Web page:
SIEF2013 11th Congress: Tartu, Estonia.
30 June - 4 July, 2013
Tartu, Estonia; 30th June - 4th July
Exploring highly mobile life-worlds
Location Jakobi 2, 428
Date and Start Time 01 July, 2013 at 10:30
The panel seeks to contribute to an empirically founded multi-dimensional understanding of highly mobile ways of life. It focuses on relevant conceptual and theoretical aspects, historical and contemporary experiences and methodological challenges that arise from studying highly mobile milieus.
Perceived as new phenomena of the late modern period, 'hyper-mobility' and 'highly-mobile people' have attracted much media attention and become popular topics for globalization and mobility studies. However, throughout history, social groups and professional milieus, such as artists, circus families, or traveller minorities, have practiced highly mobile ways of life. Analyzing privileged and non-privileged mobilities allows for a critical discussion of social differentiation and power relations while drawing attention to (im)mobility patterns, mobility regimes and mechanisms of control.
The panel seeks to contribute to an empirically founded multi-dimensional understanding of translocal ways of life. It will focus on network and community formation, work and labor issues, life course and everyday life-world, family and conceptions of "home" under mobile circumstances. It emphasizes interdisciplinary and comparative approaches and aims at an analytical differentiation, addressing the following questions:
How can we empirically explore mobile life-worlds in Europe?
In which ways can we unravel dynamics in the entangled history of highly-mobile groups and shed light on the central areas of close encounter with majority populations and nation states?
Can highly mobile groups serve as an epistemic tool to counter/read the theoretical figure of the post-modern nomad and go beyond mobile/sedentary binarisms?
CONCEPTUAL APPROACHES discusses central theoretical aspects, conceptual frameworks and terminological issues relating to movement, mobility, and circulation.
HISTORICAL INSIGHTS addresses long-term perspectives on and contemporary experiences of highly mobile groups.
METHOLOGICAL CHALLENGES gathers new insights and queries arising from empirical research on transient phenomena.
This panel is closed to new paper proposals.
On the road again: small-scale mobility, translocal ways of life and everyday life strategies in early 19th century Württemberg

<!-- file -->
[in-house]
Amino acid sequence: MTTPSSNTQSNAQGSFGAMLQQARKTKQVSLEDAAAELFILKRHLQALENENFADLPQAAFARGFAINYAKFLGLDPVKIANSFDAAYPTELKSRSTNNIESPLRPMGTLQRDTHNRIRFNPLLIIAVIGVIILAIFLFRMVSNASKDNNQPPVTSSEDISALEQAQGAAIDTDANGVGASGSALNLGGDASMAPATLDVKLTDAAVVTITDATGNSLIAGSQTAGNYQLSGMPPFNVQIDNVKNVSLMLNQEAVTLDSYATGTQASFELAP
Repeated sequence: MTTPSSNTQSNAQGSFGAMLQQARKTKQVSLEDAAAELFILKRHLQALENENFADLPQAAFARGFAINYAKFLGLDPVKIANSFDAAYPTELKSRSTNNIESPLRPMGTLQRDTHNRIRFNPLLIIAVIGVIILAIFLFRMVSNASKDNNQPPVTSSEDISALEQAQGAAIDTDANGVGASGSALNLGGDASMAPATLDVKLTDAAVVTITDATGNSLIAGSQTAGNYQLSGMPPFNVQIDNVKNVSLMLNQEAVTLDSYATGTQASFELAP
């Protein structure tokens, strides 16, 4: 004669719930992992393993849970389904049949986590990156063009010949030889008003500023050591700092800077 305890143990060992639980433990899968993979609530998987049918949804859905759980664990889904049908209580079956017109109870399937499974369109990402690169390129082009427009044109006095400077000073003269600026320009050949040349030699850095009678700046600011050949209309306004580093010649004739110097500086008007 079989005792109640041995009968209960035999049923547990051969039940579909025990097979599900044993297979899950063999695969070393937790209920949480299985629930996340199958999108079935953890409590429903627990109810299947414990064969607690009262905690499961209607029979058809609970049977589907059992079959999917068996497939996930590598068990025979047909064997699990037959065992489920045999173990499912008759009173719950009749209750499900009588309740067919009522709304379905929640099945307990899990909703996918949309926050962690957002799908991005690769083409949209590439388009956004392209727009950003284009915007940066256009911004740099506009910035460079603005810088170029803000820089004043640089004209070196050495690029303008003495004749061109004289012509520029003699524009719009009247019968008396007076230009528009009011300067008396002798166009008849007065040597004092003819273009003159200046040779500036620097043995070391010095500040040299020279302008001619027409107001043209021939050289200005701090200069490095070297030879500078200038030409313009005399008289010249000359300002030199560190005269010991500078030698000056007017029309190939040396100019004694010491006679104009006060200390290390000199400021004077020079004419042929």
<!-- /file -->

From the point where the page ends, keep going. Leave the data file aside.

The paper will discuss methodological challenges arising from empirical research based on archival sources of the early 19th century on small retailers, beggars and travelling people.
The paper will discuss methodological challenges arising from empirical research based on archival sources of the early 19th century on small retailers, beggars and travelling people. While the perspective of "Sozialdisziplinierung" was claiming for a long time a position of marginalization and exclusion of these groups and parts of population and a moral and mental gap between the middle and the lower resp. propertyless classes, the question is still today to understand everyday life and how these groups especially on the countryside and in the small towns and villages cooperated in making a living. The perspective of governmental and administrative repression is mostly shown in the local law and depending on that in the police files. But still one of the main problems is getting information about the perspectives of mobile people e.g. on their own conceptions of "home", every day life strategies, or family and kinship networks and their encounter with settled population groups.
Working with court records of a murder trial the paper will on the one hand discuss the methodological questions while working with these sources of public authorities, on the other hand it will discuss the evidences of the lives of three mobile women in the early 19th century in Württemberg, who had been living on the road for the majority of time of their lives.
Transnational Finnish artists and their relationship with Berlin
In this paper that is based on data collected on multi-sited ethnographic fieldwork I explore the relationship between transnational Finnish artists and Berlin.
Berlin is a European city that throughout history has played an important role in global politics. It also constitutes a significant cultural center that draws composers, conductors, designers, novelists, painters, photographers, and poets from all over the world. While Finnish artists crossed the Baltic Sea already a century ago in order to study or work in Berlin, they also do so today. This paper explores the relationship of mobile Finnish artists and the city of Berlin. I am interested to examine how mobile artists - for example through their artwork - contribute to the process through which the cultural texture and images attached to a particular city are being shaped. At the same time, I hope to point out in this presentation some of the ways in which Berlin as well as the experience of mobility both have an impact on the work of transnational artists. The data for this research will be gathered by means of multi-sited ethnographic fieldwork beginning from spring 2013 onwards.
High mobility and precariousness in Canada: exploring the relationship among those with no fixed place of work
This paper examines the relationship between high mobility and precarious employment, using data from the 2006 Canadian, and focuses specifically on individuals without a fixed place of work.
Precarious employment and employment-related geographical mobility are increasingly common within and across labour markets of the Global North and South. Precarious employment - defined largely by job insecurity and limited social benefits, has developed along with the erosion of the standard twentieth century employment relationship. Employment-related geographical mobility, which encompasses permanent relocation, but is more commonly associated with forms of 'circular' migration such as commuting, seasonal migration and more sporadic temporary long-distance employment-related movements, is also on the rise. This increased mobility comes as a result of industrial restructuring, improved transportation and communications infrastructure, demographic change and the reduction of international, national and sub-national barriers to labour mobility.